Part 3 of our Key Metrics Series
Email marketing, when done well, can be one of the most effective ways to engage your audience. However, it doesn’t matter how well your email campaigns are executed if you can’t track whether or not they are helping you meet your goals. That’s where key metrics come in.
Key metrics, or key performance indicators (KPIs), are measurable values that help you determine how successful your marketing efforts — in this case, your email marketing campaigns — have been. The specific metrics you choose to track will depend on your marketing objectives for your email campaigns.
Is your email marketing effective? The following key metrics will help you find out.
Your email open rate tracks how many subscribers opened each of your emails. This metric helps you understand how well your subscribers are receiving your messages as well as how effective your subject line copy is.
For most email campaigns we look for a minimum open rate of 18-20%, but if your email list contains mostly prospects and leads, your numbers might be closer to 13-14%. If the open rates of your campaign are higher than 25%, you’re really doing something right!
To improve your open rate, focus on your subject lines:
- Keep them short and catchy
- Try using emojis (but not too many — it looks spammy), and
- Consider including the subscriber’s first name. Personalized subject lines can increase your open rates by as much as 50%!
Something to note: With Apple’s iOS 15 update has come new email privacy features for Apple Mail users that mask IP addresses and block third parties from tracking email opens and other IP data. Since 50% of email users use Apple Mail, open rate is becoming less of a viable metric, so greater emphasis should be placed on other, more useful, metrics, such as conversion rate.
Conversion rate assesses how many people clicked on a link in your email and then completed a desired action. For example, if your email includes a link to download an eBook, the conversion rate for that email would measure how many people downloaded the eBook after clicking on the link.
Conversion rate is an important metric that shows how successful your email campaign is at meeting the goal you set for it.
Calculate your email’s conversion rate like this:
Check out these 4 ways you can improve your conversion rate:
Email Click-Through Rate (CTR)
In the case of email marketing, CTR measures the percentage of people who clicked on one or more links in your emall. Your CTR allows you to easily calculate the performance of each email you send. Then you can track how your CTR changes over time.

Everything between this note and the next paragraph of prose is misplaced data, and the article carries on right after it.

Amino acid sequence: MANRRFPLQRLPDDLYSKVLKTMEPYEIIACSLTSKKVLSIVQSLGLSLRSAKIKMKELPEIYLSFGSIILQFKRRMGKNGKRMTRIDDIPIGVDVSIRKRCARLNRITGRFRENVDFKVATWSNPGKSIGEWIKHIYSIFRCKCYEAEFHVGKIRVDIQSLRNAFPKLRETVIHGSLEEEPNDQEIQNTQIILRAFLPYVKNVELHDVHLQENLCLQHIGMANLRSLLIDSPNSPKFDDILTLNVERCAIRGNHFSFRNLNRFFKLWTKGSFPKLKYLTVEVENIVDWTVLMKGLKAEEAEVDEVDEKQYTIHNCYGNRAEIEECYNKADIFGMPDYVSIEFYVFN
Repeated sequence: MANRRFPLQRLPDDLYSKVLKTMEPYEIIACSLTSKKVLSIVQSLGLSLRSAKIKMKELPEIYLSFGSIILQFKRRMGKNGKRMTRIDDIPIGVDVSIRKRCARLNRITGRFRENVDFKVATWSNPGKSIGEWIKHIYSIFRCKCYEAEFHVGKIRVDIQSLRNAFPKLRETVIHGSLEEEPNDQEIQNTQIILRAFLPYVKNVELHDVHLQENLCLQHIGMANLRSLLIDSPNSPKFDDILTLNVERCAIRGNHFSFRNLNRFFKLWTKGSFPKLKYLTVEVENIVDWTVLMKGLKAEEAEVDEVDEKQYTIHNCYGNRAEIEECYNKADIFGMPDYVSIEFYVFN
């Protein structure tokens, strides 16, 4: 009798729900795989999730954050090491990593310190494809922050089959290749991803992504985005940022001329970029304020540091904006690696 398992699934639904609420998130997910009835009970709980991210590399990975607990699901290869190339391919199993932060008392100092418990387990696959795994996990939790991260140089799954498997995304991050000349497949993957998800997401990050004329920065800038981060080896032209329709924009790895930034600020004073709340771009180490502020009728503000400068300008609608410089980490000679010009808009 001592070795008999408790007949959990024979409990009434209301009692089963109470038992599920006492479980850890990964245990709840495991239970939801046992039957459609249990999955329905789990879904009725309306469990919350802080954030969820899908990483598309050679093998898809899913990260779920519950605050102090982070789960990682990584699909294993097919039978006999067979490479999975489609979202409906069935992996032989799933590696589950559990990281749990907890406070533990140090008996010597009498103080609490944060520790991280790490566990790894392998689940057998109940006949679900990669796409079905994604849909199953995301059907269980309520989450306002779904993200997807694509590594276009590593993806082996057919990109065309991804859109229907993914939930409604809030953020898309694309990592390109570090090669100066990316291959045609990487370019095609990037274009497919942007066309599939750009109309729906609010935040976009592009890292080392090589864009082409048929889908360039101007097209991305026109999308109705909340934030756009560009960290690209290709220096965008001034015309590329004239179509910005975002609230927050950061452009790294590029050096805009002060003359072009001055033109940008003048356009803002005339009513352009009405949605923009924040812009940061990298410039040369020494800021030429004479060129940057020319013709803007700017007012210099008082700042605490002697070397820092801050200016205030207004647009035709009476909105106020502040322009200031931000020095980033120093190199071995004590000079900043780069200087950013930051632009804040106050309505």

You can calculate your CTR as follows:
For reference, CTRs are usually much lower than open rates — the average CTR for most email campaigns is 4-6%.
Tip: To improve your CTR, include links in appropriate places throughout the body of your email, as well as an eye-grabbing CTA button at the end.
Email Bounce Rate
This bounce rate metric is a bit different than the one we talked about in our website metrics blog.
When it comes to email marketing, bounce rate is the percentage of your emails that couldn’t be successfully delivered to the recipient’s inbox.
Measuring your bounce rate against your open rate will give you a good indication of the quality of your email subscriber list — in other words, if the email addresses on your list are legitimate or not.
There are two types of bounces to be aware of:
- Hard bounces indicate a permanent problem with the email address — it is an invalid, closed, or nonexistent email address, or it includes a typo. You should immediately remove these addresses from your subscriber list.
- Soft bounces indicate a temporary issue with a valid email address, such as a full inbox or a problem with the recipient’s email server. Keep these addresses on your list and try sending the email again.
Email bounce rate is one of the key factors internet service providers (ISPs) use to determine an email sender’s reputation. Too many bounces will make you look like a spammer in the eyes of ISPs.
Tip: Want to preemptively lower your bounce rate? Require a double opt-in to subscribe to your email list.
This is the percentage of email recipients who unsubscribe from your mailing list after opening an email. A high number of unsubscribes can be discouraging, but there’s a more positive way to look at it:
Unsubscribes indicate that you are refining your subscriber list.
In fact, many subscribers who no longer want to read your emails may not bother going through the unsubscribe process — they’ll just stop opening, reading, and clicking on your messages. This is why CTR and conversion rates offer a more accurate measurement of subscriber engagement than unsubscribes do.
Is Your Email Marketing Effective? If Not, Wild Fig Can Help
If your email marketing key metrics aren’t looking great, or you feel overwhelmed at the thought of keeping track of all of this stuff, Wild Fig Marketing can help. We’ll help you automate, track, and measure your email marketing for on-point delivery and a maximum return on investment.
Schedule an exploratory call to discover how we can help you improve your email marketing to effectively generate leads and convert those leads into customers.
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